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Fife News, History & Guide

Fife is bounded by two of Scotland’s main Firths, with the Tay as its northern boundary and the Forth as its southern. It has the North Sea as its eastern boundary, and before the building of the Bridges across the Tay and the Forth increased road and rail travel, its many small and not so small ports were thriving with both traders and tourists who found that ships were a fast and convenient method of travel. Fife is still known as the ‘Kingdom of Fife’, a fact which both confuses and attracts tourists, and this title of ‘Kingdom of Fife emanates from its history of being one of the ancient Pictish kingdoms. A glance through any Fife business directory, business guide, or tourist information website, will show that many Fife businesses still use the word ‘Kingdom’ in their trading titles, hoping that it will entice more tourists to travel there, savour the ancient history, and of course use their products and services. As you travel throughout the ‘Kingdom’, whether as a resident or tourist, you will notice a predominance of place names beginning with ‘pit’; this is nothing to do with the abundance of coal in Fife, but emanates from the old Pictish language, which unlike the coal has not survived the years. Fife has seen many changes in its long and proud history, and is now becoming less industrialized, and more focused on its natural attractions from golf to sailing to information technology (IT).

It still however retains a very healthy farming community producing world famous produce, not only for export, but for its own people, and for the tourist market, who continue to travel to Fife in ever increasing numbers. Fife is also home to St Andrews, famous for its university, and perhaps more so for its golf. A look at any golf guide will describe it as the ‘golf mecca’ of the world, and for the average ‘golf’ tourist who sadly has little chance of playing there, there is the consolation of many other top quality courses, easily accessible at reasonable cost. Fife was one of the Pictish kingdoms, known as Fib, and to this day is still commonly known as the Kingdom of Fife. It is a lieutenancy area, and was a county of Scotland until 1975.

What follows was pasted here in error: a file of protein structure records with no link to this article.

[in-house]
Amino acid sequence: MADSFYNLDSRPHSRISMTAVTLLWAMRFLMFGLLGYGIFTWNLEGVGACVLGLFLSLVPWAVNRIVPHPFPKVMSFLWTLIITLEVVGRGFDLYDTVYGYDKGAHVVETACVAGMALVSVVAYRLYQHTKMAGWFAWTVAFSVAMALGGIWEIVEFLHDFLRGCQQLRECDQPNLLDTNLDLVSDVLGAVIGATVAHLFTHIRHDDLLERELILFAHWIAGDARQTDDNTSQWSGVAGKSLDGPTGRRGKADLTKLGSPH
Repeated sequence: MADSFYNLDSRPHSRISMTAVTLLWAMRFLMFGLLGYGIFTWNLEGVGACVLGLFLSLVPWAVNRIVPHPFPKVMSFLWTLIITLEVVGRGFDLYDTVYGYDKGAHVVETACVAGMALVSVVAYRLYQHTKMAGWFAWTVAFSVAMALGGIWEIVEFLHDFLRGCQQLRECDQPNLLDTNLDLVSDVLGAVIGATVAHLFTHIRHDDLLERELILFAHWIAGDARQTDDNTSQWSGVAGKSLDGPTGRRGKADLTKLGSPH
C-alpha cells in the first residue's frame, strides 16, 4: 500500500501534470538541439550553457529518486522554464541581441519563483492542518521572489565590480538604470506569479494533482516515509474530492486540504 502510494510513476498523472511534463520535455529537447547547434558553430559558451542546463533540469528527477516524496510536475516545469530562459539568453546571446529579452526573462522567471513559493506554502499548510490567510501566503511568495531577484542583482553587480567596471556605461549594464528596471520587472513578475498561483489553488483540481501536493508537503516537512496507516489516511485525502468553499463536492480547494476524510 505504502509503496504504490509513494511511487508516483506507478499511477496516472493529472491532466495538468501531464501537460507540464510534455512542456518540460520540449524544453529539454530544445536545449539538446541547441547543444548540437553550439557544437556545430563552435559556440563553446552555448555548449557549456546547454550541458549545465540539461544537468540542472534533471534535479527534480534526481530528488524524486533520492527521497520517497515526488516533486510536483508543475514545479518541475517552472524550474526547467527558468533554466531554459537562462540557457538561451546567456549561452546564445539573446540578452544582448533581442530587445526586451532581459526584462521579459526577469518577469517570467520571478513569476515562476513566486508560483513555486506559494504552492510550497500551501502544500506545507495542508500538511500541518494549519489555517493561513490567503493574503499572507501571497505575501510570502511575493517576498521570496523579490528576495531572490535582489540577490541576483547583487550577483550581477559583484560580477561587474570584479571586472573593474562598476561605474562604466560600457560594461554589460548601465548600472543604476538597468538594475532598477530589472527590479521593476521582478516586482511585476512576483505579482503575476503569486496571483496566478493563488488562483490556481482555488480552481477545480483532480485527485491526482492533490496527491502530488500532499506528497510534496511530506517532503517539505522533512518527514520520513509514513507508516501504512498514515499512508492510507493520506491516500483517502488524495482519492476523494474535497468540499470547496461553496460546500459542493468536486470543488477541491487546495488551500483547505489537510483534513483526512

It was very occasionally known by the anglification of Fifeshire in old documents and maps compiled by English cartographers and authors. A person from Fife is known as a Fifer. From 1975 to 1996 Fife was a local government region divided into three districts — Dunfermline, Kirkcaldy and North-East Fife. Since 1996 the functions of the district councils have been exercised by the unitary Fife Council. Fife is Scotland's 3rd largest local authority area with a resident population of just over 350,000. Almost a third of the population lives in the three principal towns of Dunfermline, Kirkcaldy and Glenrothes. The historical town of St Andrews is located on the east coast of Fife. It is well known for one of the most ancient universities in Europe, and as the home of golf.


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